S&P CNX Nifty Spot McClellan Oscillator – 21-10-2014
The McClellan Oscillator is a breadth indicator developed by Sherman and Marian McClellan, derived from Net Advances, the number of advancing issues less the number of declining issues. Subtracting the 39-day exponential moving average of Net Advances from the 19-day exponential moving average of Net Advances forms the oscillator. As the formula reveals, the McClellan Oscillator is a momentum indicator that works similar to other momemtum indicators like MACD. As with MACD, McClellan Oscillator signals can also be generated with breadth thrusts, centerline crossovers, overall levels and divergences.
Even though the McClellan Oscillator can be quite volatile, it can also remain positive or negative for extended periods during a strong uptrend or downtrend.
A breadth thrust occurs when the McClellan Oscillator surges from deep negative readings to strong positive readings. Typically, the indicator will move from below -50 and exceed +50 for a +100 point thrust. A breadth thrust signals a surge in bullish breadth that can lead to an extended advance. Not all breadth thrusts foreshadow extended advances, but most important lows are marked by a sharp surge in breadth. A breadth thrust is enhanced when preceded by a bullish divergence.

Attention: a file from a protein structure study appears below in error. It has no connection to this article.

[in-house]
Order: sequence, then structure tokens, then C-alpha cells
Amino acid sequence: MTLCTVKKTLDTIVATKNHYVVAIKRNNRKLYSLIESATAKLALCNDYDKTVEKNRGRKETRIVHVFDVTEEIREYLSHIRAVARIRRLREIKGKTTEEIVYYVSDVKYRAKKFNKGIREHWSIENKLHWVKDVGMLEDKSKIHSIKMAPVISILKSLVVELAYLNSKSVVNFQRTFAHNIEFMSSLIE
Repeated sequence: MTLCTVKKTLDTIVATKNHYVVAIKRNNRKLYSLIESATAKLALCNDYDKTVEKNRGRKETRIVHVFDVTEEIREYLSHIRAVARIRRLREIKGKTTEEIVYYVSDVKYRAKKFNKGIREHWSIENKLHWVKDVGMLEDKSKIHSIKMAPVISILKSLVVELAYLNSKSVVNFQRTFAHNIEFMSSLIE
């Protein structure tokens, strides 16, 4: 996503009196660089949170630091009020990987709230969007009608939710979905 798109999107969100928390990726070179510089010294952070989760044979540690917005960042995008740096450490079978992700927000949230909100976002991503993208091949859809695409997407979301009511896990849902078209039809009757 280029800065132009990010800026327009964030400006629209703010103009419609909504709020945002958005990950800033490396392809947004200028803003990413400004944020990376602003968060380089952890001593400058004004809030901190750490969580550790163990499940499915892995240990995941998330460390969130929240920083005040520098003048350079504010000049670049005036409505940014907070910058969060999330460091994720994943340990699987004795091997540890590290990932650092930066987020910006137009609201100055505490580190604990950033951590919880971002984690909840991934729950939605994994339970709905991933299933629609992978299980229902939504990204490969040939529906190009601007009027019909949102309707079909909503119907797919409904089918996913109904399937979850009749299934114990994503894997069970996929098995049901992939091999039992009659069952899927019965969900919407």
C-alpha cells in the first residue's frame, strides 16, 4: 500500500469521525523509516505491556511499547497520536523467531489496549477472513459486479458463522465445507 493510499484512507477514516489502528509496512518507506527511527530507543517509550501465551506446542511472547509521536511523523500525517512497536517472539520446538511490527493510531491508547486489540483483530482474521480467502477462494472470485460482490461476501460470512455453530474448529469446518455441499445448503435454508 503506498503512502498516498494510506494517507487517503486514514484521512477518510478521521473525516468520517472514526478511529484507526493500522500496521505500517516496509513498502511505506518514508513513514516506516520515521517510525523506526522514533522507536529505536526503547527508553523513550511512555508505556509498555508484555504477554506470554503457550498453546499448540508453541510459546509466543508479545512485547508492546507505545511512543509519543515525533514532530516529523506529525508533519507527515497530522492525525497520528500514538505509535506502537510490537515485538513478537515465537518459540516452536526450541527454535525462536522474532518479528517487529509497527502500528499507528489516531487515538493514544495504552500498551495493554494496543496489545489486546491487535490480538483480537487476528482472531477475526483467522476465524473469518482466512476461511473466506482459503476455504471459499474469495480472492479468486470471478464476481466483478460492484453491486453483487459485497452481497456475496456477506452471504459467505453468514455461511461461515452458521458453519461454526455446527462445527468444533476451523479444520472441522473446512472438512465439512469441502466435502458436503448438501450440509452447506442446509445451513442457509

The McClellan Oscillator measures the momentum of the AD Line or Net Advances. As a momentum oscillator, it is prone to the pitfalls of normal momentum oscillators, such as MACD. Bearish and bullish divergences can produce some great signals, but these signals are certainly not fail-proof. The same is true for breadth thrusts and crosses into negative or positive territory. Like MACD, the McClellan Oscillator is a rather volatile indicator that produces many potential signals. Signals should be confirmed with other technical indicators and/or other chart analysis.